On Violence Against Women in Public Office

Posted by on 13th September 2013

Categories:   Uncategorized

Last week an article appeared in the Standard Newspaper in which the author Pravin Bowry wrote, “Gender equality amongst the emancipated women in Kenya and the world over is a mantra sung repeatedly. But in Kenya, there is under the Constitution — the National Gender and Equality Commission — yet there are disturbing indicators that women’s rights are only a myth.”

Last week’s assault of Nairobi Women’s Representative, Rachel Shebesh, by Nairobi Governor, Evans Kidero, was illustrative of this point. And this is not the first time a high level State Officer has assaulted a woman colleague nor is it an instance of a single isolated incident.

In June this year on the floor of the National Assembly during the debate on the one-laptop per-child project Suna West MP, Joseph Odege, shouted at female colleagues to shut up; and during the same session poured a glass of water on a fellow female MP and slapped MP Sarah Korore.

Last week, Senator Gideon Mbuvi (aka Mike Sonko) verbally assaulted radio personality Caroline Mutoko, during a radio programme to which he called in and then was unable to answer a question regarding sustainable solutions for those he represents.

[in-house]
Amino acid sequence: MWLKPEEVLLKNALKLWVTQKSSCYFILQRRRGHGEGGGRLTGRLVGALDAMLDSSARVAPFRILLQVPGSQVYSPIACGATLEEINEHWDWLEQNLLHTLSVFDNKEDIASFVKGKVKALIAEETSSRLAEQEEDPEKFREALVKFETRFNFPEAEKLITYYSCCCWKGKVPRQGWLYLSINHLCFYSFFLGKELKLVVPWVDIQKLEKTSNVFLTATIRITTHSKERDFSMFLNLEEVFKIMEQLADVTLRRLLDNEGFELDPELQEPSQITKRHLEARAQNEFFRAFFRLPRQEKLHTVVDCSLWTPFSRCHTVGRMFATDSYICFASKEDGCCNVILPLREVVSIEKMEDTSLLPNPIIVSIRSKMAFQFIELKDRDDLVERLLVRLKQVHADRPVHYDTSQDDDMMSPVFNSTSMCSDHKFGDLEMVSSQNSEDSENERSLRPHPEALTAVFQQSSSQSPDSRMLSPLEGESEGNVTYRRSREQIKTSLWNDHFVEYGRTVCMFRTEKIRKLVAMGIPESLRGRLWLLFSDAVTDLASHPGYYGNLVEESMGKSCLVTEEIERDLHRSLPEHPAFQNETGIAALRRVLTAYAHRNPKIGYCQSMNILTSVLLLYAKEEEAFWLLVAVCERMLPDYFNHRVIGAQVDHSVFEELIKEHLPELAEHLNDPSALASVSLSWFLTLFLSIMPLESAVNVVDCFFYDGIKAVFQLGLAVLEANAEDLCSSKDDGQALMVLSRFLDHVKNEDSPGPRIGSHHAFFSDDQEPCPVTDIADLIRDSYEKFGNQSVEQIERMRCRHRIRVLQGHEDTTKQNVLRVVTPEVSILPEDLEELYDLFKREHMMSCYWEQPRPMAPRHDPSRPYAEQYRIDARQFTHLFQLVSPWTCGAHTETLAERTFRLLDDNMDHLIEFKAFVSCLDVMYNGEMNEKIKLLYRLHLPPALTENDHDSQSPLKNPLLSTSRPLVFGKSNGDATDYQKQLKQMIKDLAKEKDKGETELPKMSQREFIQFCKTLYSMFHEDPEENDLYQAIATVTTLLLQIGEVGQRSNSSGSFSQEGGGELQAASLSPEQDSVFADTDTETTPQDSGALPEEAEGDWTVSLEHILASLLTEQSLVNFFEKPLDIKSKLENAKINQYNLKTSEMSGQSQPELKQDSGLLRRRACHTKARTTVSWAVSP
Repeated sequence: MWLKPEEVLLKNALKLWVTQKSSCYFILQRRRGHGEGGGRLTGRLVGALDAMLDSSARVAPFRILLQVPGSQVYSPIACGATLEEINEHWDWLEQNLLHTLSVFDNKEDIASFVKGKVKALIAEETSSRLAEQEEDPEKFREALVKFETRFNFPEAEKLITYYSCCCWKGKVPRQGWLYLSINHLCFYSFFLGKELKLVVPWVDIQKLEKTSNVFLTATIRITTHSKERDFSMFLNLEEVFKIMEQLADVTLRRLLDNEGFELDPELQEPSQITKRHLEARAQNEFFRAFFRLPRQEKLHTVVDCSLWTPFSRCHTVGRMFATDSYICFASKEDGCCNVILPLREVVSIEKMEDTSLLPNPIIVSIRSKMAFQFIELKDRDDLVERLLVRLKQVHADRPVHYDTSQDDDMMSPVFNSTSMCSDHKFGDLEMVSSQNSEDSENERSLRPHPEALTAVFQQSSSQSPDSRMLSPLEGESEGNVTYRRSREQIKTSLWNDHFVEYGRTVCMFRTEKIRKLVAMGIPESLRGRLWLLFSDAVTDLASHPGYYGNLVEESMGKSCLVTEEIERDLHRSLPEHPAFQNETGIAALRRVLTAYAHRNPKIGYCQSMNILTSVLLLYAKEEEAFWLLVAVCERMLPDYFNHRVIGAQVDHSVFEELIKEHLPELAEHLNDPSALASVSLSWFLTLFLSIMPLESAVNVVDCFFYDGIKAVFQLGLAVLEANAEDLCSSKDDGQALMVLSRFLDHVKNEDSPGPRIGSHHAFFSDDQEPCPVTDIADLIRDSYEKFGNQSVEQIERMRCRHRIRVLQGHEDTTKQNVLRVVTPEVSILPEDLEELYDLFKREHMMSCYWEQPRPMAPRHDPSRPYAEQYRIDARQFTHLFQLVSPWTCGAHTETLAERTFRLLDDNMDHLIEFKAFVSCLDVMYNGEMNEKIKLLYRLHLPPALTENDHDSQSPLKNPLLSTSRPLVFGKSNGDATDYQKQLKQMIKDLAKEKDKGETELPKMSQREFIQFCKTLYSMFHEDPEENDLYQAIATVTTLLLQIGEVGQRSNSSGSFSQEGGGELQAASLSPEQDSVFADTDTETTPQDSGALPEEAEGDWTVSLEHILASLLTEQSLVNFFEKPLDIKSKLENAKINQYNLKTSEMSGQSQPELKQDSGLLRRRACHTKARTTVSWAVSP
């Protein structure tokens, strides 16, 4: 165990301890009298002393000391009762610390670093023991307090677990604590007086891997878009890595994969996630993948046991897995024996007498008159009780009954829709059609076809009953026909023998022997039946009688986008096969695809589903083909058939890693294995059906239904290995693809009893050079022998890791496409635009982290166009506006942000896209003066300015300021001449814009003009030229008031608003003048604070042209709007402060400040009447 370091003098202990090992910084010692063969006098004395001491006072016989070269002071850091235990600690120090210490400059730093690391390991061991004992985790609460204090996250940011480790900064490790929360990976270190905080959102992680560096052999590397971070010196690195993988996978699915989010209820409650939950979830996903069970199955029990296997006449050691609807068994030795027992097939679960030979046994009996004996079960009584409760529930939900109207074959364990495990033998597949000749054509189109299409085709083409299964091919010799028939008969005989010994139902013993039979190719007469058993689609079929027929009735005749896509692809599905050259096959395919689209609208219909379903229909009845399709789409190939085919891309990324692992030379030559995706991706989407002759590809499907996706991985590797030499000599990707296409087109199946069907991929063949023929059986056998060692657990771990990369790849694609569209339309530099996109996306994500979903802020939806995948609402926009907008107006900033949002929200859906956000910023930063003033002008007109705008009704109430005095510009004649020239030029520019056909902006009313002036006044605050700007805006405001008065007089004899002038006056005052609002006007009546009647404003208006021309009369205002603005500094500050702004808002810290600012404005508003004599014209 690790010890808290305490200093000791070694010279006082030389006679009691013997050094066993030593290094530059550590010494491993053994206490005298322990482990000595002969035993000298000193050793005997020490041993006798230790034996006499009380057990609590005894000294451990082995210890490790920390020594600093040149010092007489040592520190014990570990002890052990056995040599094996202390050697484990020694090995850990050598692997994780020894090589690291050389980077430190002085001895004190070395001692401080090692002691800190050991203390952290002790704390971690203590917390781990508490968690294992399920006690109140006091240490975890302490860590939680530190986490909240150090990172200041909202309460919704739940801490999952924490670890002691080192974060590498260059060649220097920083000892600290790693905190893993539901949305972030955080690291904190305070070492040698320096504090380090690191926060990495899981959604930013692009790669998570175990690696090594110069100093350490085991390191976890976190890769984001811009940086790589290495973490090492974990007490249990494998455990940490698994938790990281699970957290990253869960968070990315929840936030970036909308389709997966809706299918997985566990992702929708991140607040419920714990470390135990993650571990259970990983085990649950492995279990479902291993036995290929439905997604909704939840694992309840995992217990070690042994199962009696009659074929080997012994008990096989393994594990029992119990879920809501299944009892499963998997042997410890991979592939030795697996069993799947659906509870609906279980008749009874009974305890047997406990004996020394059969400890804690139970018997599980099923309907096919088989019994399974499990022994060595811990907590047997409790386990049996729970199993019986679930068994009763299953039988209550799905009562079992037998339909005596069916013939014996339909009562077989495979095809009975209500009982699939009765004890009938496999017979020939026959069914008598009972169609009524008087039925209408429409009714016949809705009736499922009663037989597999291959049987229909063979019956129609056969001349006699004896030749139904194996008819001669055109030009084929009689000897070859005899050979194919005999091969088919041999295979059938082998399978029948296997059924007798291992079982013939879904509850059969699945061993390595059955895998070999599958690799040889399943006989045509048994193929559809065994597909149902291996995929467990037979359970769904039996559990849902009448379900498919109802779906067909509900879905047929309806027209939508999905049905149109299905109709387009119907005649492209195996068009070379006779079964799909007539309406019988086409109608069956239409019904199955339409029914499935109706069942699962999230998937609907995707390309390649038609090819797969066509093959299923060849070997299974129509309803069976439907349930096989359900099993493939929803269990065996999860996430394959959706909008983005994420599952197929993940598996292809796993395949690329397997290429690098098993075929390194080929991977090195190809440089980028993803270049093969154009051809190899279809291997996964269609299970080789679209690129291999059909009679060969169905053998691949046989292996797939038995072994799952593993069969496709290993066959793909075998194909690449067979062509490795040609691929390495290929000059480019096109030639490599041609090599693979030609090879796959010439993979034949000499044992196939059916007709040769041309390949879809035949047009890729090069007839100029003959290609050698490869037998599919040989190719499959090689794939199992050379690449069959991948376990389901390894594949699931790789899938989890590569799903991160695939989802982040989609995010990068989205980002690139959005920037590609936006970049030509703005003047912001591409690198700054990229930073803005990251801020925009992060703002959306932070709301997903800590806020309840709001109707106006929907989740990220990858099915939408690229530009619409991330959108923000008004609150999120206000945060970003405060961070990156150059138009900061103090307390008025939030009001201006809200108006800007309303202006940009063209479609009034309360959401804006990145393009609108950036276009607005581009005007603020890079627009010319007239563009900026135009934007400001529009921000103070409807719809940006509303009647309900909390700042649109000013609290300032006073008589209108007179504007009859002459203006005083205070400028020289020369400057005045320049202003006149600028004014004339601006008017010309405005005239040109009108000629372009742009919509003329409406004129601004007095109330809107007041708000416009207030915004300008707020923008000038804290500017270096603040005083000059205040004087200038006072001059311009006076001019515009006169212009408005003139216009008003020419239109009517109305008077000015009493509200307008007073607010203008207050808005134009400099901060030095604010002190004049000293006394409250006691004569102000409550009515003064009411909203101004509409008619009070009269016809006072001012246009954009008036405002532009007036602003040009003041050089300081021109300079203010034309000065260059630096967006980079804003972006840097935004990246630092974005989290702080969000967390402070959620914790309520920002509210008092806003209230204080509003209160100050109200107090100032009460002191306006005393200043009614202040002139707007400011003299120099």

That the prevalent public narrative around the assault of the Nairobi Women’s Representative by the Governor, seems to be the – ‘she must have done something to provoke him,’ or that, ‘she went too far’ or is ‘too aggressive’ narrative – is worrying as it speaks to society’s (men and women) acceptance violence as viable method to control female behaviour and justifies female subordination.

While all these incidences have been caught on one form or another of media and there is evidence to prove what happened in all cases there has been resounding silence from the government.

Kenya has several laws that prohibit violence against women i.e. the constitution and several international instruments that promote the rights of women and call for an end of violence against. The constitution also makes provision for equality, affirmative action and obligates the state to take measures to increase women’s participation in political leadership.

However the government’s silence on the incidence on violence carried out by state officials negates these laws and raises issues of accountability, and the government’s commitment to  gender equality. The states ambivalence and inaction against its own officers will allow such violence to continue.

I could was lyrical about the National Assembly being the house that patriarchy built I won’t. It is however evident that structural and institutional change is needed to ensure women are recognized as equal citizens in line with the provisions of the constitution. In the meantime where is the National Gender and Equality Commission?